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Overwhelmed and heartbroken.

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  • jo6359
    jo6359 Member Posts: 1,993
    edited January 2019
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    zambonisgirl- I was not ill at all when I was diagnosed with cancer. It was a shock to me. I was in very good physical condition prior to my diagnosis. I've always been an avid Runner, vegetarian and little bit of a health nut. I also ran almost every single day of chemo. I personally believe being physically fit helps a great deal in dealing with treatment. There are some things we have no control over and we just have to roll with the punches. I am almost 7 months post-chemo and I feel fantastic. I continue to run almost daily and stairclimb. My hair has grown back nice and thick. When I was first diagnosed I took Ativan for 7 days to help me over the hump. I haven't taken it since then. It is a scary time but the more information you have the better-equipped you will be able to handle everything that comes in your direction

  • meow13
    meow13 Member Posts: 1,363
    edited January 2019
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    I was in excellent health when I was diagnosed at 53, I had 2 tumors idc and ilc each 1cm. My tumor board recommended mastectomy. I did it, still felt fine then 4 months later had DIEP reconstruction using abdominal tissue. Even though I was 123 pounds I had extra skin and tissue. My results were really good. Most of my pain was emotional the plastic surgery fixed that.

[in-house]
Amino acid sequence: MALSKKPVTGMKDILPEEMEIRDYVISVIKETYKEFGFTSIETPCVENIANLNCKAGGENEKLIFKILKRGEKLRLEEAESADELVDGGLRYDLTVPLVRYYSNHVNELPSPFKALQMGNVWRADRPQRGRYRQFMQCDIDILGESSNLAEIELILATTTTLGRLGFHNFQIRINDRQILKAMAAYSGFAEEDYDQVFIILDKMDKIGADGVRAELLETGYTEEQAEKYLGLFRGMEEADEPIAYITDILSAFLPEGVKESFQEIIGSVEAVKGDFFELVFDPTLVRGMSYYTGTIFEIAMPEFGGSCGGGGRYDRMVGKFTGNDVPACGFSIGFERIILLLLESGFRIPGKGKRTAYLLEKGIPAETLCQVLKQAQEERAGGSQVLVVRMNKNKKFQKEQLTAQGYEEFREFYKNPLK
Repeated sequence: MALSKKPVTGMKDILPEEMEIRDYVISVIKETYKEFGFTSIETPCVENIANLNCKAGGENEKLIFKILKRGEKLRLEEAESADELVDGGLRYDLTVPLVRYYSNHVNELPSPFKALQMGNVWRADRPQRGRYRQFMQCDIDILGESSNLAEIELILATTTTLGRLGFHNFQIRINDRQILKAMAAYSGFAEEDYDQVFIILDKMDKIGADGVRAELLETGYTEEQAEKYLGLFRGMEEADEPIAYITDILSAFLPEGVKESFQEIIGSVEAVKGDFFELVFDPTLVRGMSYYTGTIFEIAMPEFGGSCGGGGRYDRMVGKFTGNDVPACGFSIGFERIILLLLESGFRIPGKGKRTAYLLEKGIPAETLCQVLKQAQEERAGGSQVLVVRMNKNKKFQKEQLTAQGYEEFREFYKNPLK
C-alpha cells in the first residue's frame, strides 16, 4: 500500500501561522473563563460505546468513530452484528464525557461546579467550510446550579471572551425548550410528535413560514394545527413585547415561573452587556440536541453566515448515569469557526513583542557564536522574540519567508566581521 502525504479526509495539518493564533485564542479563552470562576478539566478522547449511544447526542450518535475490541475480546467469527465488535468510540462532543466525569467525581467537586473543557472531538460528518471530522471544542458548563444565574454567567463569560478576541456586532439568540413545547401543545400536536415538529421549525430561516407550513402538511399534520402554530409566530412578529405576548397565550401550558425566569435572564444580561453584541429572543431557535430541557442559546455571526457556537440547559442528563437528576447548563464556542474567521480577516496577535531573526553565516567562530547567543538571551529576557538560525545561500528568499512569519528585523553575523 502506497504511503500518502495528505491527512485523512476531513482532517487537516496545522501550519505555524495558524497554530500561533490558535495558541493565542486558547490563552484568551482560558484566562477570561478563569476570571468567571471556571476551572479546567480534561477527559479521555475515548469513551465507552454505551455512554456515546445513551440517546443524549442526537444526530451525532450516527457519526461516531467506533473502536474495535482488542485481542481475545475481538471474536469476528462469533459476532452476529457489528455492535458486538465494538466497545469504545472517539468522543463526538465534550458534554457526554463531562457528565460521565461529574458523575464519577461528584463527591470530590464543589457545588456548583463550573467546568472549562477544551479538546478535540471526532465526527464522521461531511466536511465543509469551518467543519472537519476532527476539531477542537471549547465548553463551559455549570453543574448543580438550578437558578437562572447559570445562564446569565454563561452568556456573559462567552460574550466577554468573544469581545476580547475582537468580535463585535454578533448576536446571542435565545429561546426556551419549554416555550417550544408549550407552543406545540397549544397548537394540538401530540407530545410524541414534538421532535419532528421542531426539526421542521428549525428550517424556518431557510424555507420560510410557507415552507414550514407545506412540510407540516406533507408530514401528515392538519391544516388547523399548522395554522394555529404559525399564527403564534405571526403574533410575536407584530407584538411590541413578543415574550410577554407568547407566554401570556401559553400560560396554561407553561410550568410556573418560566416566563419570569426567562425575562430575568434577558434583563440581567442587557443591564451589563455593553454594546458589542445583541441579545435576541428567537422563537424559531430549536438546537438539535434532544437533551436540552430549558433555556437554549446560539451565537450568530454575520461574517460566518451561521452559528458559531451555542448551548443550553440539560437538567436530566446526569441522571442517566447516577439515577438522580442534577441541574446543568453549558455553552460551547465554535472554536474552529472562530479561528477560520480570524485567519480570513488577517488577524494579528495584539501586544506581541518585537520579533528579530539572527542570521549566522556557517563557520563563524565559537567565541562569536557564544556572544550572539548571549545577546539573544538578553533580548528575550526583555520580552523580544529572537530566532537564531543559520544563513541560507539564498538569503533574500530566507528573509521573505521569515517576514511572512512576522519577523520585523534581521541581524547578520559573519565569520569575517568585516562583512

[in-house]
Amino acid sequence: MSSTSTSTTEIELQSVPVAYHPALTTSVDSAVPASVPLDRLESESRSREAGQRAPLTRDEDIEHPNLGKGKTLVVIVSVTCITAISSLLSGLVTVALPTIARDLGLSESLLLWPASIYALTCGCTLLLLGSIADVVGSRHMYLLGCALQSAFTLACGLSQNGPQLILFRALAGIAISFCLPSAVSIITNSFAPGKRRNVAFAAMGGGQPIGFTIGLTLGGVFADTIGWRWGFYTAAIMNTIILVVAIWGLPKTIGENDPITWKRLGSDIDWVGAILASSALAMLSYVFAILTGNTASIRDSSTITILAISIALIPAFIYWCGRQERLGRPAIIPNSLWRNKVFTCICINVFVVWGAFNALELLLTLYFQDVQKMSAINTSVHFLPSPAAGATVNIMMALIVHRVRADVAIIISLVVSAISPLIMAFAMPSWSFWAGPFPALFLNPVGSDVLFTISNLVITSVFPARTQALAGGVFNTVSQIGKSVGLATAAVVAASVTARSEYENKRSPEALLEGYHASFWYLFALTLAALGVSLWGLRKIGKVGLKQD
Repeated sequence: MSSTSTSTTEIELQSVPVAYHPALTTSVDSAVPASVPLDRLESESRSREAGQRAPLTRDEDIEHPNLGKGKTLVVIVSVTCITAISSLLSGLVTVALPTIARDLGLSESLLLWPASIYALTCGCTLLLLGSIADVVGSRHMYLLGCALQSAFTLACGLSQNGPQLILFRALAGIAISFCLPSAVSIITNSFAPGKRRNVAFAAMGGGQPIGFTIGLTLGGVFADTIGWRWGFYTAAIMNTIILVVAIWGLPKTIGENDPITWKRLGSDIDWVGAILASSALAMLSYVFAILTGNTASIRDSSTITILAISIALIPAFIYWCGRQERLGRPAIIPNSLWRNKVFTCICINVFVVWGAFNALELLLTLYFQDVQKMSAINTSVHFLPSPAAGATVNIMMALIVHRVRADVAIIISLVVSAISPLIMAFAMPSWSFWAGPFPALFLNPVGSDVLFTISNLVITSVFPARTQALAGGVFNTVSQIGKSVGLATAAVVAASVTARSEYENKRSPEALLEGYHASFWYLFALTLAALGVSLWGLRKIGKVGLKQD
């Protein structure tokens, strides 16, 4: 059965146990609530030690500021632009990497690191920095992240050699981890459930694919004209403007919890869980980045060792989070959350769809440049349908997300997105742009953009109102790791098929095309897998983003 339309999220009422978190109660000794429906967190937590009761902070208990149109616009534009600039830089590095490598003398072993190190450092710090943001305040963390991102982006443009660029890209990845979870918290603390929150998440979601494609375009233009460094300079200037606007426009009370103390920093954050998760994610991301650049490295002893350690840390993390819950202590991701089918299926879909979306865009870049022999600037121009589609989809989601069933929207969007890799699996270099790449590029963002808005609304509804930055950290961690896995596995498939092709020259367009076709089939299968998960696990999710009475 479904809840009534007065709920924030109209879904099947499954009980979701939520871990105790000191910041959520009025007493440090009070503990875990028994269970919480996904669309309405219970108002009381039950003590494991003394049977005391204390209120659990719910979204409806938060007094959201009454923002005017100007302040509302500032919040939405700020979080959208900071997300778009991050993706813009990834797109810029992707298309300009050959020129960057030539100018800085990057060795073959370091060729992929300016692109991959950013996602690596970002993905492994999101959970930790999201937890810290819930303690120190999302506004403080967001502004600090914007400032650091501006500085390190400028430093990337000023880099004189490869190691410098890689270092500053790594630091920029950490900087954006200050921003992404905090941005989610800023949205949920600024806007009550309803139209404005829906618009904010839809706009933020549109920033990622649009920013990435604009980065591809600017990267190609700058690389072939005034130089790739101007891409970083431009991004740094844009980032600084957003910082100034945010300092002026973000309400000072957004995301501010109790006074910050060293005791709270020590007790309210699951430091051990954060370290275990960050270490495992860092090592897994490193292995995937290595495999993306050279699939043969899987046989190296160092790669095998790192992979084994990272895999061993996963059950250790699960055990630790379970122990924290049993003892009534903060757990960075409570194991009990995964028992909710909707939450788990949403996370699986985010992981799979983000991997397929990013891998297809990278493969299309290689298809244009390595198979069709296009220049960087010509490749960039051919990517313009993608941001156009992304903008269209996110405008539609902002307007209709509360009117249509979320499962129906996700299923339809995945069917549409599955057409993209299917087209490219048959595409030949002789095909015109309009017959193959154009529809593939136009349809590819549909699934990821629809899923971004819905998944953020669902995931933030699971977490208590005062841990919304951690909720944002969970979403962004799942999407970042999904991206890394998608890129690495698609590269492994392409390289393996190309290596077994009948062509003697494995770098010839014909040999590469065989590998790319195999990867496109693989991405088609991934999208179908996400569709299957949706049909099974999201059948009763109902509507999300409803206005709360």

I did take AI hormone therapy because I was er positive pr negative her2 negative for 4 years. It did a number on me I have been off the stuff nearly 3 years and I still have mild lingering joint pain.

  • HeartbrokenHubby
    HeartbrokenHubby Member Posts: 33
    edited January 2019
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    19 hours ago gkidsnana wrote:

    Zambonisgirl I also felt great until I started all the necessary tests and procedures for this bc. I have had 2 weeks of intense testing like 4 full days packed with Dr appointments CT, bone density, biopsy's, ecgs, port placement and whatever else they thought of. I am mentally and physically exhausted buthope to start back exercising again as soon as I feel up to it during chemo. I start my chemo Tuesday. Good luck with all your treatments and hopefully you will have few side effects

    @gkidsnana, you're having to go through chemo before surgery? We were told you go through chemo before surgery only if you are her-2 possitive. Your stats say you are negative though...

    I'm so confused!! 😔

  • dtad
    dtad Member Posts: 771
    edited January 2019
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    Heartbrokenhubby....chemo is sometimes given before surgery if the tumor is large and they want to shrink it first. Otherwise it is given after if appropriate. Remember not everyone gets chemo. It just depends on individual circumstances. Good luck and keep us posted.

  • HeartbrokenHubby
    HeartbrokenHubby Member Posts: 33
    edited January 2019
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    @dtad, thanks for splainin'. Doc did say they do that to shrink the tumor to makes surgery easier. Doc said my wife's tumor is small, but because she has almost no fat on her, they may need to shrink it for easier surgery. We'll see, I guess.

    Thanks!!

  • CaliKelly
    CaliKelly Member Posts: 198
    edited January 2019
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    Yeah, I had TAC chemo first also, call it neo adjuvant chemo, to shrink tumor. Sometimes it gives what they call a complete pathological response, which means they can't even see the tumor anymore. Not for me, but it did shrink it a lot. Then I had a mastectomy, only on cancer side, I figured t he other breast was fine, if it ain't broke, don't fix it. Rads, recon- direct to implant, Didn't work out, radiation had tightened up the skin, so had latissimus dorsai flap reconstruction, with implant, came out pretty darn good. Regaining all my range of motion and strength, working out every day, really life will eventually be routine again. Take it step by step.